Impact of GST on real estate in general and homebuyers in particular is not clear yet.
â€śGST might be helping the builders to avoid double or triple taxation and their cost of construction & operation might come down, but how will it help me when buying a house,â€ť questions an inquisitive homebuyer in one of the financial planning seminars at Delhi. â€śEven though I assume that today I am paying for the buildersâ€™ 5 per cent payment of VAT over construction material and 3.5 per cent Service tax, my tax structure is still lower than what is being proposed in the GST â€“ a minimum of 18 per cent tax.”
This homebuyer is not alone in carrying this confusion with the proposed GST (Goods and Services tax). The real estate industry is indeed plagued by the uncertainty as far as the impact of GST over the sector is concerned. As a matter of fact, many within the built environment are even asking as to how it will simplify or reduce the tax burden if the dual model of GST, as proposed by the empowered committee, is implemented.
In the dual model of GST there will be Central GST, levied by the Centre with Excise Duty, Surcharge and Cess, Service Tax etc, and State GST, levied by the states with VAT, Entertainment Tax, Luxury Tax, Tax on Lottery, Entry Tax, Cess and Surcharge etc.
The nature of real estate business is such that both the Central GST and State GST will fall into its ambit. There is hence apprehension within the built environment that whether GST is indeed the solution to a business that has complex structures and issues.
For example, there is no clarity over the key issues like transfer of development rights in land, taxability of joint development agreements, taxable value for goods and services, etc.Â It is hence questioned as to how the GST will simplify the indirect taxation with real estate sector.
While it is expected that immovable property transaction, which means transfer by way of sale of immovable property after completion, would continue to be outside the purview of GST and be liable only to applicable stamp duties, the proposed shift to the GST regime does not seem to be as clear of uncertainties as it is being suggested.
As things stand, in real estate there are two primary levies today – Service tax and VAT. There, of course, is overlap of tax base and constant disputes on the rate of tax, given the multiple options available for discharge of taxes across States. This has resulted in diverse practices being followed by developers, across the states and even within the same micro markets.
If the GST regime proposes to put to rest these uncertainties and ambiguities then the taxes paid by the homebuyers across the country should be more or less be the same.
Rikki Sahni, tax consultant, agrees that the GST impact on real estate market is somewhat uncertain right now. However, the chances are that if any rate over 15 per cent applies for material & services, the prices may increase marginally. This must be viewed with a long-term impact, as GST shall be beneficial overall for the real estate industry.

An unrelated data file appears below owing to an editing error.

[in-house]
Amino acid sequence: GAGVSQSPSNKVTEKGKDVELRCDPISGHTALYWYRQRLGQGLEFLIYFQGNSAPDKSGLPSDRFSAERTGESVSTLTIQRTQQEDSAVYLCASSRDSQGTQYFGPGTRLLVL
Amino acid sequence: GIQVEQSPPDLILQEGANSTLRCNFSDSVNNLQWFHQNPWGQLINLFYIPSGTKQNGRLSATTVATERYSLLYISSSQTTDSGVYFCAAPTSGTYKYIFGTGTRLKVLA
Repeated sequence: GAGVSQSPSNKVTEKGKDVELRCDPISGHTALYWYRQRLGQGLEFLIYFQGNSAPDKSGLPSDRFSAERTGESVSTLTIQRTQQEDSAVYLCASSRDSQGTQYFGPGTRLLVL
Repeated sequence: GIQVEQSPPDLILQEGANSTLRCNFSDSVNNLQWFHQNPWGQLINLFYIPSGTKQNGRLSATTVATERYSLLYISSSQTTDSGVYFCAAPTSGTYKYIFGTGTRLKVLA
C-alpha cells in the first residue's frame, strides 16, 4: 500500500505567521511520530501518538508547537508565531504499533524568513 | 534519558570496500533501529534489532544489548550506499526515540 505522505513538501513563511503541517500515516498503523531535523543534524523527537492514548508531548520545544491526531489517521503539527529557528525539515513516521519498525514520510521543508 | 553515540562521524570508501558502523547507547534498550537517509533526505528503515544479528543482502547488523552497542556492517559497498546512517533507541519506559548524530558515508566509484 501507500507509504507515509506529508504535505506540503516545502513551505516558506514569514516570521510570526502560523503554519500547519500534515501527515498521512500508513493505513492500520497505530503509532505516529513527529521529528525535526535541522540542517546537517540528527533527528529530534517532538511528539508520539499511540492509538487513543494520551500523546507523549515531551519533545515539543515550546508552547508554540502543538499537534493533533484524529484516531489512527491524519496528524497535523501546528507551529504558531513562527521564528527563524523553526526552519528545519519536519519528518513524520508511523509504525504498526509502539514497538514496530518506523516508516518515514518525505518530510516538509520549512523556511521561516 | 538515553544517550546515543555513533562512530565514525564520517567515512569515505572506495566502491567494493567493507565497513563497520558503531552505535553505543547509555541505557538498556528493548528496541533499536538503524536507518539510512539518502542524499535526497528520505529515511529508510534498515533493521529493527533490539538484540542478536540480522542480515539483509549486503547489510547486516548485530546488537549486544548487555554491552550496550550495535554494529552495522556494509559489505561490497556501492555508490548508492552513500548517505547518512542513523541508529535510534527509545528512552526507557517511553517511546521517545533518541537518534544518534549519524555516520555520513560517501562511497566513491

â€śAn industry which contributes massive numbers to the Indian GDP will benefit from the GST because it will help create homogeneity as well as standardisation. There are two different parts which impact developers. A major issue is how land is valued. A lot will depend on land deductibility in GST. Moreover, if CENVAT credit of construction is set-off, it may benefit commercial developers. So, a lot of clarity is still needed,â€ť says Sahni.
A candid Nikhil Hawelia, Managing Director of Hawelia Group says there are two aspects of GST impact on the real estate â€“ the developers and the homebuyers. According to him, the GST regime will definitely be a great help to the sector in the long term but its immediate impact on the homebuyers is still not clear.
â€śFor the developers the total quantum of tax may or may not increase, depending on the land purchase being measured as a major source of input cost. Even if it increases a bit, the same will at least bring clarity against the multiple layers of taxation. The homebuyers nevertheless may end up paying more in terms of taxation as one is so far exempted from the overall tax burden being passed on by the developers,â€ť says Hawelia.
Most of the financial analysts agree that the GST is all set to increase the home prices, even if the GST is not directly charged from the homebuyers. The reason being that any additional tax burden to the developers, which is highly likely if land as input cost is not deductible, will be passed on to the homebuyers in the form of sale price. The common grouse of the developers would be increase in the input cost that includes taxation part.